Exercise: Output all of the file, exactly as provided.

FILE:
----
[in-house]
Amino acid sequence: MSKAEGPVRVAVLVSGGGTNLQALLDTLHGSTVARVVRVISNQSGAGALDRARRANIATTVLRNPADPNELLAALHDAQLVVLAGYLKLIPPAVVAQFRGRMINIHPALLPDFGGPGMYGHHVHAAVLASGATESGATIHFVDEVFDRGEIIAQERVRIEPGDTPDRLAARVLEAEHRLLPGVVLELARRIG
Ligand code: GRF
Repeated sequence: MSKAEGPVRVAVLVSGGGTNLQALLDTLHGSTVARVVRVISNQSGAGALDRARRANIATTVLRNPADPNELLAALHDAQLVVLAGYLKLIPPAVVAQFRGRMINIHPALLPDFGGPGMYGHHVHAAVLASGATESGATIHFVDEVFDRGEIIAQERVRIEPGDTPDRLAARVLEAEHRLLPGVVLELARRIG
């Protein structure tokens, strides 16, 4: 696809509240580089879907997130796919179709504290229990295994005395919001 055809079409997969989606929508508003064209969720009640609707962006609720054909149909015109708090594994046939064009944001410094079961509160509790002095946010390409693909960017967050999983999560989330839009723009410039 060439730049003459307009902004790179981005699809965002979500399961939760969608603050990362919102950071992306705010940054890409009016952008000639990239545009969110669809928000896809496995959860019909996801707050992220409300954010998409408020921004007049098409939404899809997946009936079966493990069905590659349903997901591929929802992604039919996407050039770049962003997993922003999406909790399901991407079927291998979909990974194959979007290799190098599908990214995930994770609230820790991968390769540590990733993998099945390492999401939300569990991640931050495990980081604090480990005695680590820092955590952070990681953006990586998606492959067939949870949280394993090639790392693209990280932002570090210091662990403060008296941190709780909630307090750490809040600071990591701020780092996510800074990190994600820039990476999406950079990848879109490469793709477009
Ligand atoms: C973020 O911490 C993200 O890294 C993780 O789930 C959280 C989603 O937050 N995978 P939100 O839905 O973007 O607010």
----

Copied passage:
[in-house]
Amino acid sequence: MSKAEGPVRVAVLVSGGGTNLQALLDTLHGSTVARVVRVISNQSGAGALDRARRANIATTVLRNPADPNELLAALHDAQLVVLAGYLKLIPPAVVAQFRGRMINIHPALLPDFGGPGMYGHHVHAAVLASGATESGATIHFVDEVFDRGEIIAQERVRIEPGDTPDRLAARVLEAEHRLLPGVVLELARRIG
Ligand code: GRF
Repeated sequence: MSKAEGPVRVAVLVSGGGTNLQALLDTLHGSTVARVVRVISNQSGAGALDRARRANIATTVLRNPADPNELLAALHDAQLVVLAGYLKLIPPAVVAQFRGRMINIHPALLPDFGGPGMYGHHVHAAVLASGATESGATIHFVDEVFDRGEIIAQERVRIEPGDTPDRLAARVLEAEHRLLPGVVLELARRIG
């Protein structure tokens, strides 16, 4: 696809509240580089879907997130796919179709504290229990295994005395919001 055809079409997969989606929508508003064209969720009640609707962006609720054909149909015109708090594994046939064009944001410094079961509160509790002095946010390409693909960017967050999983999560989330839009723009410039 060439730049003459307009902004790179981005699809965002979500399961939760969608603050990362919102950071992306705010940054890409009016952008000639990239545009969110669809928000896809496995959860019909996801707050992220409300954010998409408020921004007049098409939404899809997946009936079966493990069905590659349903997901591929929802992604039919996407050039770049962003997993922003999406909790399901991407079927291998979909990974194959979007290799190098599908990214995930994770609230820790991968390769540590990733993998099945390492999401939300569990991640931050495990980081604090480990005695680590820092955590952070990681953006990586998606492959067939949870949280394993090639790392693209990280932002570090210091662990403060008296941190709780909630307090750490809040600071990591701020780092996510800074990190994600820039990476999406950079990848879109490469793709477009
Ligand atoms: C973020 O911490 C993200 O890294 C993780 O789930 C959280 C989603 O937050 N995978 P939100 O839905 O973007 O607010």